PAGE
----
With 2007 behind us and our budgeting processes long completed, now the hard work begins as we kick off 2008. In what may prove to be among the most challenging economic conditions we’ve seen in recent times, now we must all go out and forge new business and retain existing work with little or no help from falling leading indicators such as housing and durable goods, or the continued spiking cost of raw materials. By all accounts, 2008 will be a tough year, and there is little hope of substantial growth. Simply reversing the expected slump in car and truck sales would be a real accomplishment. Sound pessimistic? Too conservative? Only focused on the worst? No, not in this case: As the industry continues to right-size itself in North America during 2008, suppliers should be looking for accuracy while they plan their production volumes. Accuracy matters, maybe now more than ever. Given today’s business and economic environment, automotive suppliers do not have much margin for error. Suppliers are expected to forecast and then produce to numbers furnished by their OEM and tier customers, numbers that many times are over-optimistic in light of lower demand, cannibalization due to competitive product introductions, production cuts, shift eliminations, and plant closures. Suppliers must do a better job of production planning and quoting accuracy on current and future programs if they want to have any chance of protecting let alone improving margins.
Let’s examine a sampling of costs that directly impact a supplier’s margin if an OEM or tier awards a program but then the volumes don’t follow behind the contract. If a business forecasts at certain volumes, and those volumes are not met, then production of purchased components is at a higher cost due to the lower volumes. The impact is significant. What’s more, there are additional costs that are absorbed due to inaccurate forecasting. As in:
Making some assumptions and breaking down the dollars allocated to these costs may be helpful. This component part example assumes a tooling cost of $100,000 amortized over 100,000 parts a year, with a program cycle of four years. If you divide the $100,000 tooling cost by the total 400,000 parts, the result is a $0.25 allocated tooling cost per piece. The 100,000 pieces per year equals 8,333 pieces on a per month basis, and that 8,333 multiplied by the $.25 per piece cost renders a $2,083.33 per month tooling investment.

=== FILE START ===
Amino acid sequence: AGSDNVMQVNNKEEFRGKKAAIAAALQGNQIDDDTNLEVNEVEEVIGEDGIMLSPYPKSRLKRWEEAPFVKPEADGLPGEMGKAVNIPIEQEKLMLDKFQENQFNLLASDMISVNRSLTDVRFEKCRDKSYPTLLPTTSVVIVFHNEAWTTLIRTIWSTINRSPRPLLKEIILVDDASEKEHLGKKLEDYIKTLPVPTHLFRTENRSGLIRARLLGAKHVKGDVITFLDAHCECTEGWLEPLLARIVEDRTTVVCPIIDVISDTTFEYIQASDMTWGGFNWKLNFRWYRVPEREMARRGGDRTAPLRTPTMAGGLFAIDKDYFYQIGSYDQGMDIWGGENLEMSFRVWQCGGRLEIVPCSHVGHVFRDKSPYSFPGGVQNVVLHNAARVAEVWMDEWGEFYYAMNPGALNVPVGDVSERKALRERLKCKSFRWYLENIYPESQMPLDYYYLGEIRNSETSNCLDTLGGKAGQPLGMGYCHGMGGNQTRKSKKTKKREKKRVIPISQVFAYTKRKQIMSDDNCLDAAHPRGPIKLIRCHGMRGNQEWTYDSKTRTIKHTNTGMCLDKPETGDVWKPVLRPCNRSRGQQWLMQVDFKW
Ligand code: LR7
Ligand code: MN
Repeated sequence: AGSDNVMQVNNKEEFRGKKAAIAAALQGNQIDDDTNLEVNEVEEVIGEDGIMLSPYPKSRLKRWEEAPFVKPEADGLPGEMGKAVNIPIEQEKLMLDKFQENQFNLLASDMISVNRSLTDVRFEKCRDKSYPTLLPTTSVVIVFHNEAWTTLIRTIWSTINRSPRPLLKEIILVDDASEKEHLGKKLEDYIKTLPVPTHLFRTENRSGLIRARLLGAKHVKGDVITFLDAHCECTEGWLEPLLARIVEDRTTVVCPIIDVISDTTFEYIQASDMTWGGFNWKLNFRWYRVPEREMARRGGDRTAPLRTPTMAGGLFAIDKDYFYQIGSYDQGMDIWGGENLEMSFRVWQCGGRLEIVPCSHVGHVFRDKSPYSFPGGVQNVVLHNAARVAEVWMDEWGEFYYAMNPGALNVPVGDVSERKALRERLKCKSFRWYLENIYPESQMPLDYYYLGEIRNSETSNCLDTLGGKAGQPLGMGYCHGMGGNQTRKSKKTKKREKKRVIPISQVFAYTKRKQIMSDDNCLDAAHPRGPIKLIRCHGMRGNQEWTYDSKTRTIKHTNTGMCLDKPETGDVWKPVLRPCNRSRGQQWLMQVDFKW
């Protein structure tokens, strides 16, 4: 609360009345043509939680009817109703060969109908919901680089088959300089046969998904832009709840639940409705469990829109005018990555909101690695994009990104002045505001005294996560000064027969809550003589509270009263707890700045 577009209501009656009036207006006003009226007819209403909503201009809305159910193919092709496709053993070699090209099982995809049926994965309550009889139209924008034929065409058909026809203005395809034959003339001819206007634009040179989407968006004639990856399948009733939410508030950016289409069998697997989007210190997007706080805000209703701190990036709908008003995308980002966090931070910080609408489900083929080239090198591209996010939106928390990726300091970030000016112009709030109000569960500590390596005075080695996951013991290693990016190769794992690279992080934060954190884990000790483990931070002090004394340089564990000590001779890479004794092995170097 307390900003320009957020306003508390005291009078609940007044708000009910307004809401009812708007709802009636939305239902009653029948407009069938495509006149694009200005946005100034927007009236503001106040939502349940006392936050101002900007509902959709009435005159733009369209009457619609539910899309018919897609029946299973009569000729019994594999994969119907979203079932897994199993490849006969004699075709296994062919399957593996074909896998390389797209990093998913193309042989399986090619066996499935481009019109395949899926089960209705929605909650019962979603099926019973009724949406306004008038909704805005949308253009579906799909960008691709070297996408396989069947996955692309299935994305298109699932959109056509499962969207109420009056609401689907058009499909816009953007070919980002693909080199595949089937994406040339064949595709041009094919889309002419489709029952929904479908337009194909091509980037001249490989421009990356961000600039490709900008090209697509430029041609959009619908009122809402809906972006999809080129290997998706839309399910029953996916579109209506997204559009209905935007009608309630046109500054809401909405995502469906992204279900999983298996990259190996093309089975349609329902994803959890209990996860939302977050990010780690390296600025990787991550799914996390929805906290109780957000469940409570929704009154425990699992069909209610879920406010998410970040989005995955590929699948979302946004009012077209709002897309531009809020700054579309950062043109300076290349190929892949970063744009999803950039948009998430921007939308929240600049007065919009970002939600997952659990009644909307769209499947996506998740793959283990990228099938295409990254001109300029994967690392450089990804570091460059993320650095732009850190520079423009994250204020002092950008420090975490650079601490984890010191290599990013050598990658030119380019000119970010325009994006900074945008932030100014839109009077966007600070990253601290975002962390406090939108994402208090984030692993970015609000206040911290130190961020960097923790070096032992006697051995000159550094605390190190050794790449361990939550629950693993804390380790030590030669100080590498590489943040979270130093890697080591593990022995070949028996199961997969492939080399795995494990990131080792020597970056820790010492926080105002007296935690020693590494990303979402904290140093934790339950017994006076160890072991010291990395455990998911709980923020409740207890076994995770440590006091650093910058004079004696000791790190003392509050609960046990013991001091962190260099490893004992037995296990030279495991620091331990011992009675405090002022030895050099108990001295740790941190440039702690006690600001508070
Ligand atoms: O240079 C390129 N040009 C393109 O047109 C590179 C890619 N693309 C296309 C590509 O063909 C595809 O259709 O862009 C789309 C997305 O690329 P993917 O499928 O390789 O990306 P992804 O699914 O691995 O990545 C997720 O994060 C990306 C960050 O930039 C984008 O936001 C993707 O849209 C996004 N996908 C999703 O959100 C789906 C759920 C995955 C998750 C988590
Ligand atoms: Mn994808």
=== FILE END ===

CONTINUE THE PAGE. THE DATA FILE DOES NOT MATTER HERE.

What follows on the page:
Next, we assume packaging costs of $40,000 amortized over those same 100,000 parts a year, for the four-year program period, which is a cost of $0.10 per piece. Based on 8,333 pieces per month and a $0.10 allocated cost, our packaging overhead is $833.30 per month. Taking into account inventory carrying costs isn’t easy but we might assume that finished goods have a value of $5.00 per piece. If a third of that $5.00 carry cost is tied up as work-in-progress, or $1.50 per piece, we can then assume a total finished goods value of $6.50 per piece. Thus, a monthly run of 8,333 parts held in inventory nets a total monthly carrying cost obligation of $54,165 per month.
Now we must take into consideration facility manpower costs, not an easy calculation to make because it is difficult to determine whether workers are fully dedicated to a single job or flexible across multiple programs, how downtime is factored, or how shared worker time is allocated. But if we assume an hourly worker is paid $16.50 per hour, plus benefits at 35%, or an additional $5.78, we can arrive at a total labor rate per worker of $22.28. Using a standard 8-hour per day shift, that total labor cost is $178.24 daily. If we assume that the plant has 200 hourly workers and is 10% overstaffed—at least in part because of poor forecasting—we learn that those 20 employees’ total wage of $178.24 per day times a 20-day month equals wage losses incurred of $71,296 per month.
Aggregating these five key cost categories—tooling, packaging, inventory, facility, and manpower—into a total “sunk” cost proposition is a scary number to look at, even if it reflects many assumptions and arguably the use of some “soft” inputs: $128,377 each month for an annual cost of over $1.5 million. As frenetic a pace as most suppliers keep in trying to serve their customers and still make a profit, overlooking these embedded costs can happen. Sometimes they are even ignored or rationalized. But, obviously, there are no Tier I or Tier II suppliers who can afford to give up this kind of cost overrun each year by missing their sales forecasts and budgets. When added to the huge sums suppliers are already sinking into customer investment requirements, and the huge sums they sink into global preparedness, co-location and LCC programs, it is a wonder how North American suppliers make any profit at all.